1. Date: 1/21/2014 7:14:00 AM
    Looks like good fun to me...

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  1. Date: 1/20/2014 8:24:00 PM
    So have you read Thomas Pynchon? What kind of writing would you say that is?

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    Jerden Avatar Roy Jerden Date: 1/20/2014 8:45:00 PM Block poet from commenting on your poetry

    Cyberpunk.
  1. Date: 1/20/2014 8:23:00 PM
    This is a BIG hmmmmmm LOL, I guess what ever gets you writing is OK by me. I'm to the point where I almost enjoy writing more than reading!

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  1. Date: 1/20/2014 5:40:00 PM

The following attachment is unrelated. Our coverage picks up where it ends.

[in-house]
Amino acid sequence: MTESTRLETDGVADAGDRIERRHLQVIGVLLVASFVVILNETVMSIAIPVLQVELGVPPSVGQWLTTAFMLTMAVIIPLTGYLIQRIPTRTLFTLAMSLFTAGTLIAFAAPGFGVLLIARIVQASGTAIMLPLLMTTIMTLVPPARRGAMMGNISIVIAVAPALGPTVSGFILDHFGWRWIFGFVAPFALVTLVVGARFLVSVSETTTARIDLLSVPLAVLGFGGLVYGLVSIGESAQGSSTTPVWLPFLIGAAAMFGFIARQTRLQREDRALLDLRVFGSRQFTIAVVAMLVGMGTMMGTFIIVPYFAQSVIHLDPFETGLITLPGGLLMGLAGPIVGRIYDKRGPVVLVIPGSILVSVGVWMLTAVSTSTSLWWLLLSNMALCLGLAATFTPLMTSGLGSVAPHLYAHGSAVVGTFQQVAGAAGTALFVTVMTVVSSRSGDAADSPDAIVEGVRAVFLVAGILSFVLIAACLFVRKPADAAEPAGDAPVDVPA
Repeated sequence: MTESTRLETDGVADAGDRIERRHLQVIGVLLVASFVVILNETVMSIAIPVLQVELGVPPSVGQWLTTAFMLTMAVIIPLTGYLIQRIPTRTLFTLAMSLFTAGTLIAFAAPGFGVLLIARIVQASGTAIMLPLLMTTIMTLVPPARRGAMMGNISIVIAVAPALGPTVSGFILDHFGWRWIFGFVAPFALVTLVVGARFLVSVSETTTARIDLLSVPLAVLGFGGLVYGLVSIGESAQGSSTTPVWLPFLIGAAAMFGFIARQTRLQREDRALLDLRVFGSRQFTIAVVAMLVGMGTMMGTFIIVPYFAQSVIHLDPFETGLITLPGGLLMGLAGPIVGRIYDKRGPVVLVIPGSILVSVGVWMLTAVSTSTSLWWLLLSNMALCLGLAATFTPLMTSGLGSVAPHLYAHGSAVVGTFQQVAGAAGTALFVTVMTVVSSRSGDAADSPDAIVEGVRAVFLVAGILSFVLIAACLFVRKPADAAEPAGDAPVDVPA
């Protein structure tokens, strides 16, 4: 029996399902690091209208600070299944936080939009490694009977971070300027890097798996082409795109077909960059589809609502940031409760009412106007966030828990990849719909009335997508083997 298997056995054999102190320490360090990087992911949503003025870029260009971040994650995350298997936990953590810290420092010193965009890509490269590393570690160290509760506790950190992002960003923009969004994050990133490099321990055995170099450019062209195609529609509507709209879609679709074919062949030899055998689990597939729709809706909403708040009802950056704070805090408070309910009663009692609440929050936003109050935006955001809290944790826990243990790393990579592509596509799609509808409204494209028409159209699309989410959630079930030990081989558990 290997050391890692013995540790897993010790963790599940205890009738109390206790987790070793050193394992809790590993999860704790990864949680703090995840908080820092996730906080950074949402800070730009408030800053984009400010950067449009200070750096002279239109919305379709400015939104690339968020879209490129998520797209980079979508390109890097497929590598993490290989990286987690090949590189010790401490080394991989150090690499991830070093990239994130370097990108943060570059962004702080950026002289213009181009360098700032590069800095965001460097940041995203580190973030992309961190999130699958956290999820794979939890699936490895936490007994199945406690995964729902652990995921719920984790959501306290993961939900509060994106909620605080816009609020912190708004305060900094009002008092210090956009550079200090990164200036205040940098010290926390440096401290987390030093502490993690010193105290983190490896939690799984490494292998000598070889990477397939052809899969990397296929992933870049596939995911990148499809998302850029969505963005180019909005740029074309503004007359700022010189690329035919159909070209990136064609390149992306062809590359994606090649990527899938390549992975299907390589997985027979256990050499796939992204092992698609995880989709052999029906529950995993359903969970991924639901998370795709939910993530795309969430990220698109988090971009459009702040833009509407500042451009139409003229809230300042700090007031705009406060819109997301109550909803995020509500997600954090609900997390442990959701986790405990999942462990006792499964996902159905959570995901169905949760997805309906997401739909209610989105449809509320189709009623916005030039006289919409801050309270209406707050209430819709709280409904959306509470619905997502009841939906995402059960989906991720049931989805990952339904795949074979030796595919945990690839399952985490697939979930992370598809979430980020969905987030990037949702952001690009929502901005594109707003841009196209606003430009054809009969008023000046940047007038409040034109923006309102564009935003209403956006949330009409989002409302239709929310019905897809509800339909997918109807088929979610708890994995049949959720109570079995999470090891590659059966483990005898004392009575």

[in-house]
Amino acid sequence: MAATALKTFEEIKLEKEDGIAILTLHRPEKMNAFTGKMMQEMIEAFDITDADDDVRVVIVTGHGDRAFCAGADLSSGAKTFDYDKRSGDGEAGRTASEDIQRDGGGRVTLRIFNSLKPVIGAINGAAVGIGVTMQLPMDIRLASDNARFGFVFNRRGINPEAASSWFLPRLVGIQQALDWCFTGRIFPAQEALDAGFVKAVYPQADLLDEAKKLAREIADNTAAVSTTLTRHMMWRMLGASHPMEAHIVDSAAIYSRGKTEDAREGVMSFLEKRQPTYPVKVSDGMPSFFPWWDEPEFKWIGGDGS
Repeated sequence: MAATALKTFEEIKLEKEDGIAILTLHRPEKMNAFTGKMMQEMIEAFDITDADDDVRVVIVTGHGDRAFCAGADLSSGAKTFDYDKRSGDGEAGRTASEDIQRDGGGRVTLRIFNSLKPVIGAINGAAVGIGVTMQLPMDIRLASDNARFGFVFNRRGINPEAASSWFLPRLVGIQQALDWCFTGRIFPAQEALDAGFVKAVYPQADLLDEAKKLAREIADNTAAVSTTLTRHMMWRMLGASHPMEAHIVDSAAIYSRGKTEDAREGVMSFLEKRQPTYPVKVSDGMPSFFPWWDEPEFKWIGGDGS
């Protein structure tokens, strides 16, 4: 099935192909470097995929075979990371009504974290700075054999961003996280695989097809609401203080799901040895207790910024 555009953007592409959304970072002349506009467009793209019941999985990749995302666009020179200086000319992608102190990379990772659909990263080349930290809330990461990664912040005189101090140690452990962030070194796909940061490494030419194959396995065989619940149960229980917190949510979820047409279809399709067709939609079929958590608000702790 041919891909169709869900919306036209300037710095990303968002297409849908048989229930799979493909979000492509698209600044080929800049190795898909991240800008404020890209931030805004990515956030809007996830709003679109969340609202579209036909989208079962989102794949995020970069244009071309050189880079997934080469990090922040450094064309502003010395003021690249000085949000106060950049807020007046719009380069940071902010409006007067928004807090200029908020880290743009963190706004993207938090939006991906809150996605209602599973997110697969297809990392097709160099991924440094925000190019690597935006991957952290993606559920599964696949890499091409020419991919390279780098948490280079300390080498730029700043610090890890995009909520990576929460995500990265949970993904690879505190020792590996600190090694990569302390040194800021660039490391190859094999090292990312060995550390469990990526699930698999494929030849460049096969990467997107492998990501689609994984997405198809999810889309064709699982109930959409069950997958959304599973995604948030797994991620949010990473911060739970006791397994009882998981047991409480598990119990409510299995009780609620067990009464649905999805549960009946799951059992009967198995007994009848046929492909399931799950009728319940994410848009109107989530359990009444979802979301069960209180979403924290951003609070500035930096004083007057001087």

Roy,check out my Phrasis form,(many examples thereof in My Poems)this a variation on your idea yet unique & original verse none the less.rgds Brian

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My Past Blog Posts

 
Cowboys in the Badlands Part 2 - Roy Jerden
Date Posted: 9/21/2014 7:30:00 PM
Cowboys in the Badlands Part 1 - Roy Jerden
Date Posted: 9/19/2014 10:32:00 PM
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How to do a scansion of your poem to verify the meter
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Too Subtle?
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New Feature -Poet's Notes About the Poem
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Date Posted: 7/19/2014 6:46:00 AM
Punctuation and Capitalization in Poetry
Date Posted: 7/18/2014 6:35:00 PM
About Poem/Poem Notes/Inspiration, etc.
Date Posted: 7/18/2014 8:17:00 AM